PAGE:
A guide to Google’s Hummingbird Update and its impact on search results

By 23rd October 2013 December 14th, 2017 Digital Marketing

Over the past few years we have seen several changes to the world of search engines and result pages, however none have been as big as the introduction of Google’s Hummingbird. The term Hummingbird refers to the current search algorithm used by Google. You can consider a search algorithm to be a formula the major search engine utilises in order to sift through the billions and billions of pages and information on the web today. Thus, the Hummingbird was introduced to make this search more effective and bring Google users better results. Google announced this change on 26th September, however it had already been using the search algorithm for approximately a month before the official announcement.

It is easy to get a bit confused because we are constantly hearing about updates, such as ‘Panda’ and ‘Penguin’. However, these are changes to parts of the algorithm, whereas Google’s Hummingbird Update represents a complete overhaul. The last time Google updated their algorithm in this way was in 2010. This was labelled the ‘Caffeine Update’ and was a massive change at the time. Nonetheless, this modification centred more on changing how Google gathered their information i.e. it enhanced their indexing. Thus, you may have to look back even further to 2001 to see the last time Google changed the way it sorted through information this dramatically.

So, why was Google’s Hummingbird Update needed? Well, it focuses on semantic searching and this is especially relevant at present when you consider the fact that more users are searching via voice and mobile. The update has allowed the leading search engine to provide faster query results whilst also improving precision as well. The pages displayed once a user conducts a search will be better matched to their meaning because Google’s new search algorithm pays greater attention to every word in a query. This ensures, that instead of particular words dictating the information Google picks up, the search engine will now use the whole query i.e. the entire sentence and meaning is taken into consideration. As a result, Google is now better equipped to deal with any complicated search queries, and consequently it has enhanced their ability to index Web document entities.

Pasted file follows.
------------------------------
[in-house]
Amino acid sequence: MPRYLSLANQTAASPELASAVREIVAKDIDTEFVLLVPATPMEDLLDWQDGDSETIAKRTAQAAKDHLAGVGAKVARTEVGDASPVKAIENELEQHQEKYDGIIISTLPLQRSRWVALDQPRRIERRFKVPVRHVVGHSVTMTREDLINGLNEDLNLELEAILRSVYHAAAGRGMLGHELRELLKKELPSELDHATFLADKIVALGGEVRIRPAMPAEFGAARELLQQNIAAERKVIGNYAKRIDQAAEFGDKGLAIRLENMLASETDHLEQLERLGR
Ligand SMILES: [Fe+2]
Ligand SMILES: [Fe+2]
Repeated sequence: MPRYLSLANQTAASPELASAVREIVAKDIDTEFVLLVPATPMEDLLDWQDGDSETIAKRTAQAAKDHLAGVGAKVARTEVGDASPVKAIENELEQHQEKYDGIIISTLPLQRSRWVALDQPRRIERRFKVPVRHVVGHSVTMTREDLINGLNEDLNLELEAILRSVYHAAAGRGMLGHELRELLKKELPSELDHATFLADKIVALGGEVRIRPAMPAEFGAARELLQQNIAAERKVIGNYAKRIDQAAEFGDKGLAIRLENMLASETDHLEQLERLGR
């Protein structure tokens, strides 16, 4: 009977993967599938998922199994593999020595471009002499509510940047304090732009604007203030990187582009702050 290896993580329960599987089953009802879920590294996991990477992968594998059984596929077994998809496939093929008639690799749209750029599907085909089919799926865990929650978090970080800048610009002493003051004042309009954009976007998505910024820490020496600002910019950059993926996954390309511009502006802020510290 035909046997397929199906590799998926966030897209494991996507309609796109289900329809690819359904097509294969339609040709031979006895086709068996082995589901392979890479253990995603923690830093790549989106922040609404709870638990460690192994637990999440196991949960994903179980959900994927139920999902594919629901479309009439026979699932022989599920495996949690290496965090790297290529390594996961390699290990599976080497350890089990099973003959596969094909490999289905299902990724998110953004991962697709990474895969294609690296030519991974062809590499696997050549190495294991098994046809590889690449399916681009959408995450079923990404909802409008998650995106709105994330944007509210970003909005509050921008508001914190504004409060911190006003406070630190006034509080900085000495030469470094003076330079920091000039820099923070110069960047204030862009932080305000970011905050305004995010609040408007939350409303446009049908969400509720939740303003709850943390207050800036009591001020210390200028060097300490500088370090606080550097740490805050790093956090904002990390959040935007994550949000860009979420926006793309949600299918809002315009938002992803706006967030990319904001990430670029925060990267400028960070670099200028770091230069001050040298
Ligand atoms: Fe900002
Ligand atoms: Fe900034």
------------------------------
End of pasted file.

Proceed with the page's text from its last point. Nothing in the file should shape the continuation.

It is early days for Google’s Hummingbird Update but we are already seeing the changes that have occurred. Google is trying to find the intent behind queries and this is something that will only benefit the user. It also further signifies how search engine optimisation is becoming less and less about the keyword in the current day and age.